Month by month, our Weibold Academy series touches different topics from the world of tire recycling and highlights different sides of running this business. If you have missed our previous articles, you can find links in the end of this post. Today, scrap tires find numerous uses in many industrial applications and consumer goods. Even though the number of applications grows, there is still a huge surplus of scrap tires available for recycling and many tire stockpiles around the world will remain intact yet for decades.

Researchers claim, however, that a huge number of scrap tires can be successfully reused in concrete; interestingly, not only rubber can be used to improve properties of concrete, but the bulk of other materials contained in tires, i.e. recycled steel and synthetic fibers. This article briefly summarizes findings of such researches.

Fatma Sulaiman Nasser al Kindi, a chemical engineering student at Caledonian College of Engineering in Oman, claims that tire recycling allows creating substitute for conventional aggregates used in concrete production. Fatma explains that, as part of the recycling process, scrap tires are downsized into crumb rubber of various sizes. After that, the processed material is combined with concrete blend, or it serves as raw material for other types of pavement. Fatma further notes that crumb rubber from tires serves as a binding component in blends; this allows preventing preliminary cracks in concrete slabs.

In an effort to improve the durability and resilience of concrete, other researchers have attempted to use recycled rubber within concrete mixes, too. The result of this has been positive as it has extended the lifespan of concrete structures, roads and bridges.

An EU-funded project led by experts at the University of Sheffield and Imperial College London, also working in association with the European Tyre Recycling Association, has verified through extensive experimental work that all tire components can be reclaimed in concrete. The project team claims that recycled rubber, will allow buildings and other structures to flex up to 10 percent along their length – 50 times more than structures made from conventional concrete. In addition to rubber, the team verified usage of tire wire, which is exceptionally strong, and found it can be blended with other steel fibers to increase the flexural strength of concrete – saving on virgin materials and reducing energy input requirements by 97 percent. These fibers are also much thinner than conventional steel fibers, which means there are more in the concrete, helping to control cracks at the micro level.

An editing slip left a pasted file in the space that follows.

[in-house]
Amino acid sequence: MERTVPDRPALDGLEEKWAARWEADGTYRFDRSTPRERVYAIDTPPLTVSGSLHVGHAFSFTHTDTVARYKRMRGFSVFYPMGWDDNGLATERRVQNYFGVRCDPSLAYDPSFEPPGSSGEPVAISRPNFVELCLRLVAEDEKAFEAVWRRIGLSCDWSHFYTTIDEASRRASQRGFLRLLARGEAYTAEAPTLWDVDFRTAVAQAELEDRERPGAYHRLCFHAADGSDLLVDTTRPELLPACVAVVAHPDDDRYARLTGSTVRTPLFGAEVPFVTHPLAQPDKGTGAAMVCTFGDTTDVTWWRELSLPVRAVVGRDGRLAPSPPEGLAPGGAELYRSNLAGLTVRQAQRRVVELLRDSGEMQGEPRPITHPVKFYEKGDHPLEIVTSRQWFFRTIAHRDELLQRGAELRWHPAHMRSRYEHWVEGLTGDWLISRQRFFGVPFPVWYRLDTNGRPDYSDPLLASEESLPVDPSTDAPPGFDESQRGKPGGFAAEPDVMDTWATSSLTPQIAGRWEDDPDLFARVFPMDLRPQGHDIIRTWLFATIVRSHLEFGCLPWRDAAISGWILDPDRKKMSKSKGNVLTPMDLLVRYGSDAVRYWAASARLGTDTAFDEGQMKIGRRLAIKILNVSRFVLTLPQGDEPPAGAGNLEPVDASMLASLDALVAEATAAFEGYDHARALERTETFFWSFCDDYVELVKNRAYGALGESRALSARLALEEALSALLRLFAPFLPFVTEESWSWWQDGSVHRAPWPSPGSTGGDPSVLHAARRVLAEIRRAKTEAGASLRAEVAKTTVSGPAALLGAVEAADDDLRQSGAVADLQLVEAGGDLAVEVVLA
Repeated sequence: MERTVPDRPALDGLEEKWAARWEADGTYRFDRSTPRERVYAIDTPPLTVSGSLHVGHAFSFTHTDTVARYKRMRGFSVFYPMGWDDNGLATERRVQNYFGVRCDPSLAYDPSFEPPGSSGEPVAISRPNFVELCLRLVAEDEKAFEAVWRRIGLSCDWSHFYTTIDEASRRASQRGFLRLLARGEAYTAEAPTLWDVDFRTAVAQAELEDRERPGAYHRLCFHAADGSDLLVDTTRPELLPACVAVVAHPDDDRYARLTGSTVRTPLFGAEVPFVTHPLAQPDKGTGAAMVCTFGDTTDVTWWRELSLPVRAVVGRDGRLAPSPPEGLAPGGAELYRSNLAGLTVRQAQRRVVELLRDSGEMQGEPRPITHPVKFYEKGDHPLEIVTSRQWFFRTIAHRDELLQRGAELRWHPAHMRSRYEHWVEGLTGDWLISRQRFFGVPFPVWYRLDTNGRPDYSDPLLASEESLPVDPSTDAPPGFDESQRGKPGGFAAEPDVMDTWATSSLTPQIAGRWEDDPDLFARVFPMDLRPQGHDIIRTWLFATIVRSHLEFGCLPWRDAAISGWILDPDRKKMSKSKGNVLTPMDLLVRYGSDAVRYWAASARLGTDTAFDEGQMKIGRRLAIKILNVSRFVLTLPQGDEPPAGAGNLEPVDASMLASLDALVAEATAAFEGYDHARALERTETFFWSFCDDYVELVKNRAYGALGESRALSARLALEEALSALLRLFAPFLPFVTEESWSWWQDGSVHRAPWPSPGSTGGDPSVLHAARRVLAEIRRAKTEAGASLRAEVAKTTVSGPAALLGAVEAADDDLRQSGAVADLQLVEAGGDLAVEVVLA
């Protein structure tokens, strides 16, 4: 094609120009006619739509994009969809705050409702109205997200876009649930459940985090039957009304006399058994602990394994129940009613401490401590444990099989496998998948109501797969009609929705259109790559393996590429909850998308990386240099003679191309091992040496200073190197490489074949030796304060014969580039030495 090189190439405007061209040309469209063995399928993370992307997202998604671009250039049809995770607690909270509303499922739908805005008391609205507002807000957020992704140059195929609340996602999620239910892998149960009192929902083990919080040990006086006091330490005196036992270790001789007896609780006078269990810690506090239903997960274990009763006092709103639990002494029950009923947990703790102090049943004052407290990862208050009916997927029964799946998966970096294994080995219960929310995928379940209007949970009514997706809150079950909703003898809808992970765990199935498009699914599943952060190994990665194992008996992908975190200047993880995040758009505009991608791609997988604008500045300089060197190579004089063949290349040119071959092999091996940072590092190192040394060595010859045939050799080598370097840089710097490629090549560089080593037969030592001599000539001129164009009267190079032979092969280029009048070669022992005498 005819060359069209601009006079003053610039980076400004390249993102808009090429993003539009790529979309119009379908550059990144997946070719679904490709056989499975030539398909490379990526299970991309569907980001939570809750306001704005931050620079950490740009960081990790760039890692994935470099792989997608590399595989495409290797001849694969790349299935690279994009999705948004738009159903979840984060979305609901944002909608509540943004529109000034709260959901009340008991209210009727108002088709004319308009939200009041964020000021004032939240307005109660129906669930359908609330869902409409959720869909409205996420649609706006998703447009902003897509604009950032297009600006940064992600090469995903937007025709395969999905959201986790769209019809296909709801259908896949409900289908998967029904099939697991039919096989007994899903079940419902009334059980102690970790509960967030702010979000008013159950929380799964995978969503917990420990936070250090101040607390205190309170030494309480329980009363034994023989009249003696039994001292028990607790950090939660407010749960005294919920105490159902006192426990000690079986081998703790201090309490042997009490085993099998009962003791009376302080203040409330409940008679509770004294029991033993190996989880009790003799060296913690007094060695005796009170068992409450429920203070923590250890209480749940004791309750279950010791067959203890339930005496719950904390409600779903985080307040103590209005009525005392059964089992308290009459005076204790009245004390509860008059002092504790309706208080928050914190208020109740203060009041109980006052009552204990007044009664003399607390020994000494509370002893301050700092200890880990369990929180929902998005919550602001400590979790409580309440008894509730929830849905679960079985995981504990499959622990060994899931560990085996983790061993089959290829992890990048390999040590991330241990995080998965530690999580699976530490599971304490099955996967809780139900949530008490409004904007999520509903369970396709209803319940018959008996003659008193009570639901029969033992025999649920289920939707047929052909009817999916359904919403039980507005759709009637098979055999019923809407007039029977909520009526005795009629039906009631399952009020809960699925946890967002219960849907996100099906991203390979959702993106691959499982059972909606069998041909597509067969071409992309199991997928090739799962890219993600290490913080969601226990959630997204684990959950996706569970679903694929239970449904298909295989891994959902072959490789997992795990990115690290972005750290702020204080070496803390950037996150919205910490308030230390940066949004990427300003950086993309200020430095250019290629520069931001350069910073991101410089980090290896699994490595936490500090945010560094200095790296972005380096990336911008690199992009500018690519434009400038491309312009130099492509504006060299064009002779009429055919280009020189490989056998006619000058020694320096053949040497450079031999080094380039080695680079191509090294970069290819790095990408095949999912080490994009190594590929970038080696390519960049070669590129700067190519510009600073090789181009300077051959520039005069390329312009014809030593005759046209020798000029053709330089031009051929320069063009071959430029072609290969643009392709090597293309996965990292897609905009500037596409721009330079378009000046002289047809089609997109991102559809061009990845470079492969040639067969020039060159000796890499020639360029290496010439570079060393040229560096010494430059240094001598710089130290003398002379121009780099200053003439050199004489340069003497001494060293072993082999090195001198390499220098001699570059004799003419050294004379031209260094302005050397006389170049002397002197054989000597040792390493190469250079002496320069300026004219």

According to the researchers, a third component, the textile polymer fibers, used primarily as reinforcement in passenger tires, is also of high quality and strength and can be used to control cracking at the early stages of concrete curing, when the material is still plastic. Textile fibers have also been shown by the Sheffield team to help prevent explosive concrete spalling during fires, and applications are being developed for tunnels and buildings.

Plans have been made to use the new concrete material in seismic resistant buildings, vibration isolation and bridge bearings. As part of the EU-funded Anagennisi project, demonstration projects will be undertaken in several countries to convince contractors and infrastructure owners of the benefits.

On the other continent, a team of researchers and engineers from the University of British Columbia supports Sheffield’s team idea. They invented a more robust and resilient type of concrete using tire-derived fibers. According to the UBC, the new type of concrete can be used to build structures like buildings, roads, dams, bridges, etc.

The UBC team used different proportions of tire fibers searching for an ideal mix, which eventually included 0.35 percent of tire-derived fibers, as found by UBC researcher Obinna Onuaguluchi who is a postdoctoral fellow in civil engineering. Onuaguluchi asserts that fiber inclusion reduces crack formation by over 90 percent compared to conventional concrete. While concrete structures suffer from micro cracks over time, polymer fibers would serve as means of protecting the structure and enabling it to last longer.

Research description listed in Materials and Structures was supported by IC-IMPACTS, Tire Stewardship of British Columbia, Atlantis Holdings and Western Rubber Products – a recycler that supplied tire-derived fibers to UBC. Another recent research by Figueiredo, Huang, Angelakopoulos, Pilakoutas and Burgess investigated effects of cleaned recycled fibers extracted from end-of-life tires on the explosive fire-induced spalling of concrete. After carrying out 24 spalling tests the team concluded that “Recycled tire steel fibers show the potential of preventing fire spalling damage by keeping spalled concrete attached to the heated surface, thus protecting the main steel reinforcement. The use of these fibers might lead to safe and sustainable fire spalling mitigation solutions.”

These researches support the idea that recycled tire-derived materials can find more applications in industry. To fuel innovation and boost usage of recycled tire-derived materials in concrete, larger-scale pilot projects and concerted efforts of industry players are needed.

Weibold carries out comprehensive market studies and, thanks to its collaboration with research institutions and industry experts, counsels businesses in the field of tire recycling. Contact us at sales@weibold.com to learn how you can benefit from our services!